“I planted that seed,” gardening with young children

Child's hand pointing to a bean plant. Pride in their work is evident when young children point to a bean plant in the garden row and say, “I planted that seed.” Being the planter makes children more interested in the care of the plants, more willing to avoid stepping on them and to carry buckets of water from the rain barrel. 

Early childhood programs include those that operate year-round such as family child care homes and full day child care centers or preschools, and those that follow a “school year” schedule of Child turning the soil in a garden bed.August/September-June, such as half-day preschools and public and private elementary schools. Care of the gardens in these programs often follows the calendar, leaving gardens untended if the program is not in session. This is one of the hurdles that teachers face when children’s interest in planting seeds and growing plants points to establishing a garden. A garden planted in spring might die if not watered from June-August but that just provides space to begin anew when  the children return in the fall. And you might be surprised by what survives with just the water provided by precipitation.

Child watering bean plants in a garden.Setting up a system of care that doesn’t depend on only a few people is helpful in maintaining a garden, even one as small as a large pot outside the door.  A system might include adding “water carrier” to the class job chart and putting a gallon container next to the place children line up to go outside as a visual reminder of the needs of the garden. Families can be added to the system. Children can decorate an invitation to families to do a little weeding at drop-off or pick-up time, allowing their child to transition to school or play just 5 more minutes. A practice can be established that when it’s time to stop playground action for a water-break for all, children carry a cup to the garden after drinking their fill. 

Gardening experiences often include observations and interactions with insects, those that are beneficial to our garden’s production of food and those that are not. By caring for an insect year-round, the Tenebrio beetle, we can help children feel comfortable when they encounter others in the garden.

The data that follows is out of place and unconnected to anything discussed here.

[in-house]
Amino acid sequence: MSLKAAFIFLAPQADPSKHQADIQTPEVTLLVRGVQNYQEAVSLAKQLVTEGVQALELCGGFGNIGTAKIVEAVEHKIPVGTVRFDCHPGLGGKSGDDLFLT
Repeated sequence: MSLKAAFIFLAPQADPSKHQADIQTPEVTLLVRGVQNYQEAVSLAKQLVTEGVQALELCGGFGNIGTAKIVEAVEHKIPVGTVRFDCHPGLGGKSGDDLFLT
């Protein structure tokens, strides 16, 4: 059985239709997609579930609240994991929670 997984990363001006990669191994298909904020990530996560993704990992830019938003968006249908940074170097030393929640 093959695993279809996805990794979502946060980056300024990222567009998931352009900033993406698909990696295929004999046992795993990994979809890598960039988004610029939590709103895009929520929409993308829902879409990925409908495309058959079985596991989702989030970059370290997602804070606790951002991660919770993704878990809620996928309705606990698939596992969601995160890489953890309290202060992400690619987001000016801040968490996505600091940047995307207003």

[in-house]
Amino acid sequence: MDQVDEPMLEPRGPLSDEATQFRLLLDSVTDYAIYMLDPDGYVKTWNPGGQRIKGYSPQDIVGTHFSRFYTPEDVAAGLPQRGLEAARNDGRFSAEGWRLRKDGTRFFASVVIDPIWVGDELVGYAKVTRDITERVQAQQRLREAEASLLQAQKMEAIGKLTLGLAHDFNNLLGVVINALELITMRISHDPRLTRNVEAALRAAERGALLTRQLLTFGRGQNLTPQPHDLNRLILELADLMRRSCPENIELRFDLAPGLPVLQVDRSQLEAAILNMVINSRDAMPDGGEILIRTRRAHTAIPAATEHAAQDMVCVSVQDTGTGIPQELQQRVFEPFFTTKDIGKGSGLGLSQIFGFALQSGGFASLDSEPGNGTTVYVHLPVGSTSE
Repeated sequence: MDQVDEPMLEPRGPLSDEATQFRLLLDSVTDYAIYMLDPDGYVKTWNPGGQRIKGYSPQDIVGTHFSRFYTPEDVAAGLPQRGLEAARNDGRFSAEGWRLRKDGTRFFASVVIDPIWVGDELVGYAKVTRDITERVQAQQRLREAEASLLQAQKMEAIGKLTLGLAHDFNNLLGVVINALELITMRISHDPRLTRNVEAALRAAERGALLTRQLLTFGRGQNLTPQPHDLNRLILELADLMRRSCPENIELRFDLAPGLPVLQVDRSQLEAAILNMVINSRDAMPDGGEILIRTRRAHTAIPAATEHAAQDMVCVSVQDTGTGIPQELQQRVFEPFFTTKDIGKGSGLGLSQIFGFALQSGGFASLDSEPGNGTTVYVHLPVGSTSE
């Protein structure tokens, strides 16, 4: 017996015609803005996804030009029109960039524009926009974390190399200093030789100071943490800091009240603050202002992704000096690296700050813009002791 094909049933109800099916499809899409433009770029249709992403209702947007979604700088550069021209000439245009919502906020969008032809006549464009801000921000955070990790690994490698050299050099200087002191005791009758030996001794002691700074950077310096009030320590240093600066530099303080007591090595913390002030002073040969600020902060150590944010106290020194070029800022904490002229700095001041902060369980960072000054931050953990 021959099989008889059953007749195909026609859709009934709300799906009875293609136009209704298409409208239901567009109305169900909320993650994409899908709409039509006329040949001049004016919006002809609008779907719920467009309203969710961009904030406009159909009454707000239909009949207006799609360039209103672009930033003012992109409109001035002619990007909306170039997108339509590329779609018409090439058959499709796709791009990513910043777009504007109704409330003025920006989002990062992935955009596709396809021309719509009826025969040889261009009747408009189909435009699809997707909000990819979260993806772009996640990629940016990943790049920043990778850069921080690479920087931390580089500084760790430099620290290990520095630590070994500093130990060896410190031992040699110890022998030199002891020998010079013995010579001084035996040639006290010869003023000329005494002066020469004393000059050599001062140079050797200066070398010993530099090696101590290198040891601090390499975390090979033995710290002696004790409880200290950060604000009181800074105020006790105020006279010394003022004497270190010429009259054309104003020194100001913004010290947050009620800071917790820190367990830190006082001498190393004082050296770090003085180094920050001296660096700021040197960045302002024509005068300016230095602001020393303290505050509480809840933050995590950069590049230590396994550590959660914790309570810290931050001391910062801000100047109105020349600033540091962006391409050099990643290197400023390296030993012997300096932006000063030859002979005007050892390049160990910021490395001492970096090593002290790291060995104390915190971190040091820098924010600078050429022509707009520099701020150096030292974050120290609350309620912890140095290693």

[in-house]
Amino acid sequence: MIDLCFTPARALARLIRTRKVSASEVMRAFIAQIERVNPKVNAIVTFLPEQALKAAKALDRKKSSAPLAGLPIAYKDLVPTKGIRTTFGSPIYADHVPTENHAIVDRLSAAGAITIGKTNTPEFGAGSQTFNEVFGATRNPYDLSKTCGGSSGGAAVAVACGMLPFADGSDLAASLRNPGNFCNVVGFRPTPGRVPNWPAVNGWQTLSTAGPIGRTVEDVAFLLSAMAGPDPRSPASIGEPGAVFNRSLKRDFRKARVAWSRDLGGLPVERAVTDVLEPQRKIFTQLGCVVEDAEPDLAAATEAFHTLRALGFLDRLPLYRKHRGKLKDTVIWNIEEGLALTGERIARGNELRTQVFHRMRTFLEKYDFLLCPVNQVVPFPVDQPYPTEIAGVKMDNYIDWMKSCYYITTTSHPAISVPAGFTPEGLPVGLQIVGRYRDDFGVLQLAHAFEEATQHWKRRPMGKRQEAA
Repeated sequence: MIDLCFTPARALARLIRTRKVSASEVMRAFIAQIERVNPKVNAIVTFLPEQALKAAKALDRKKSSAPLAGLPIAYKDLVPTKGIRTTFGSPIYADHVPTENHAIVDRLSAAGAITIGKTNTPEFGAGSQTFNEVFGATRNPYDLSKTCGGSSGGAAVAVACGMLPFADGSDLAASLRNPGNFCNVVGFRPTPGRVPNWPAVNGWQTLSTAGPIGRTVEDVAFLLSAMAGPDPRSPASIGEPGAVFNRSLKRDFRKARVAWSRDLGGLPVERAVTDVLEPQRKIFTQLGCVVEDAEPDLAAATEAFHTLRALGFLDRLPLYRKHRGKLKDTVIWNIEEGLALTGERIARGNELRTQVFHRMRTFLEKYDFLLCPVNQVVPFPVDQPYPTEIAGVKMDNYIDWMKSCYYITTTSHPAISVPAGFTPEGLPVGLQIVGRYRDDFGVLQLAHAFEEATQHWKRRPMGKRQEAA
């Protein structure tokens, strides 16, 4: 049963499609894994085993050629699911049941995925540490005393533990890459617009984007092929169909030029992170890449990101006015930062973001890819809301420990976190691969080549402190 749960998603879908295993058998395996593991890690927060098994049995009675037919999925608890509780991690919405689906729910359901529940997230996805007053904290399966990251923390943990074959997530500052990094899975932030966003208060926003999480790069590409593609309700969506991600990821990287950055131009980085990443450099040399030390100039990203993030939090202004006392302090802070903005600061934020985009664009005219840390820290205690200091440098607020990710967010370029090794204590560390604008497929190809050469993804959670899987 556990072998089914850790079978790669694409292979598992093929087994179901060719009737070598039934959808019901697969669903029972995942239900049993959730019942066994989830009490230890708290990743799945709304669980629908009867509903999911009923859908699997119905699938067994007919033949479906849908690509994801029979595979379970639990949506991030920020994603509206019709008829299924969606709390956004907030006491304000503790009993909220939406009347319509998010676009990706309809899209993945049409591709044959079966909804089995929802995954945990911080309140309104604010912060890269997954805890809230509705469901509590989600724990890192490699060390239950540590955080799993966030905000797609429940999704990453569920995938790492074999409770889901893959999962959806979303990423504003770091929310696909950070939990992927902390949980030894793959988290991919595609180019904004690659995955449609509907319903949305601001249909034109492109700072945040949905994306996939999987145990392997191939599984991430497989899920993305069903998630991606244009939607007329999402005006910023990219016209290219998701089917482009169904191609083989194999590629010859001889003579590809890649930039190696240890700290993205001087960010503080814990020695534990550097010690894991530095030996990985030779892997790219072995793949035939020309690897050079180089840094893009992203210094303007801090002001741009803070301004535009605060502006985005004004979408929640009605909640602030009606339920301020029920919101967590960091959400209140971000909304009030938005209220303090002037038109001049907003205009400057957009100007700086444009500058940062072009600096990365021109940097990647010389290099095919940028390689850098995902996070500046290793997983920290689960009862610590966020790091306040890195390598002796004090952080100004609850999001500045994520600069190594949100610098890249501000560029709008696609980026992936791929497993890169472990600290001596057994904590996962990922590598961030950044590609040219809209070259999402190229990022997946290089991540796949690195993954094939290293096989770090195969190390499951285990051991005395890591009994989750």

Use this list of resources to learn more about gardening with young children:

Does your program “provide multiple opportunities for children to try a new food?” Do you have buckets, hand trowels, and harvesting baskets on hand for children’s use? Early Sprouts Institute offers resources such as guidelines to help preschools become “nutritionally purposeful environments,” and a list of the kind of tools that should be available for young children to use in the garden.

Farm to Preschool Subcommittee of the National Farm to School Network, Preschool Gardens page has a list of websites with information to help you start and sustain your preschool garden.

A Gardening Angels How-To Manual: Easy Steps to Building A Sustainable School Garden Program by Common Ground Garden Program, University of California Cooperative Extension Los Angeles County says that “Gardening is a skill everyone can develop.”

Food and Nutrition Service’s Office of Community Food Systems online brochure on School Gardens: Using Gardens to Grow Healthy Habits in Cafeterias, Classrooms, and Communities offers safety management tips for healthy harvesting and use of school grown produce. 

Food Safety Tips for School Gardens, from the National Food Service Management Institute, University of Mississippi, provides additional school garden safety recommendations, such as where to site a garden and how to ensure safe soil.

The Spruce, a “home website,” has information about when produce is in season and recipes for using it.

 US Department of Agriculture Food and Nutrition ServiceSchool Gardening” page lists questions for programs to consider when gardening.

Read more about gardening with children on these NSTA blog posts and start planning now for establishing a gardening practice with your children:

Gardening in schools by Mary Bigelow

Gardening: with limitations and some success

Garden observations and questions

The Joys of Gardening with Young Children by Gail Laubenthal

Choosing plants for fall school garden lessons

May these resources inspire and sustain you in your plan to begin or continue gardening with young children!

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2 Comments

  1. Sunil Muraleedharan
    Posted November 13, 2017 at 9:08 am | Permalink

    We used to live loving and caring for nature and its wonders. With technological and social advancement, we moved away from nature. I think, now the world is starting to understand what we have done to our planet. The importance of sustainable and eco friendly living is in the main stream now. It is important to teach our coming generation the importance of environment and sustainablility.We should ,you know free our kids from computers and plasystaions and let them experience and enjoy and care for nature.

  2. Peggy Ashbrook
    Posted November 13, 2017 at 11:01 am | Permalink

    I agree with you Sunil, that we should teach our coming generations the importance of the environment and sustaining it. Do you think that using computers means children can not experience and enjoy nature, and care for the environment?
    I think it is all about finding a balance. For me, using computing technology has allowed me to be in contact with people who live in different environments and begin to understand their concerns. Computer use has provided scientists with useful models that help us understand what we need to do to sustain a healthy environment. What kinds of experiences do your children have that make them aware of their environment?

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